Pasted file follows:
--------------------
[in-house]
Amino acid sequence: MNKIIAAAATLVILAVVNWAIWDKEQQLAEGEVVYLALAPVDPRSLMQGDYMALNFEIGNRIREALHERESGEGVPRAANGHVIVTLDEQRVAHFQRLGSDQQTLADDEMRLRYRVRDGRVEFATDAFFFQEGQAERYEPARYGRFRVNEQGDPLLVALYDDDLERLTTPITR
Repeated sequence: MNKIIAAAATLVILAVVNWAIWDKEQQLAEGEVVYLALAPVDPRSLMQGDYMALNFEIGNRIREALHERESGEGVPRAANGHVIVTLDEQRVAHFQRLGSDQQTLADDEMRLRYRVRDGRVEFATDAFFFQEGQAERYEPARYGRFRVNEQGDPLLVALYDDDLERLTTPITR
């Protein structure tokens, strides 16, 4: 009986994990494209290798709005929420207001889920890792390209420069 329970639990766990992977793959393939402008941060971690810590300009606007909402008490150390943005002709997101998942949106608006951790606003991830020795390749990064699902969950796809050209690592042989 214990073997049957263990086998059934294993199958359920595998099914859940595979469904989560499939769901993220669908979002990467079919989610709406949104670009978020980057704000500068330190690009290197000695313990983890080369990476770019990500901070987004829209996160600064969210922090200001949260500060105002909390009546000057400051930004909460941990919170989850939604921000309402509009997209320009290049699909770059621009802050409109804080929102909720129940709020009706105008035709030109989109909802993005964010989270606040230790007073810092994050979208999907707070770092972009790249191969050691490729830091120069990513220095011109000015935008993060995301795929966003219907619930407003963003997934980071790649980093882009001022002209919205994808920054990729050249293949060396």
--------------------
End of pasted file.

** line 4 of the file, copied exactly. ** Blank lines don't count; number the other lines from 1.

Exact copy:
């Protein structure tokens, strides 16, 4: 009986994990494209290798709005929420207001889920890792390209420069 329970639990766990992977793959393939402008941060971690810590300009606007909402008490150390943005002709997101998942949106608006951790606003991830020795390749990064699902969950796809050209690592042989 214990073997049957263990086998059934294993199958359920595998099914859940595979469904989560499939769901993220669908979002990467079919989610709406949104670009978020980057704000500068330190690009290197000695313990983890080369990476770019990500901070987004829209996160600064969210922090200001949260500060105002909390009546000057400051930004909460941990919170989850939604921000309402509009997209320009290049699909770059621009802050409109804080929102909720129940709020009706105008035709030109989109909802993005964010989270606040230790007073810092994050979208999907707070770092972009790249191969050691490729830091120069990513220095011109000015935008993060995301795929966003219907619930407003963003997934980071790649980093882009001022002209919205994808920054990729050249293949060396």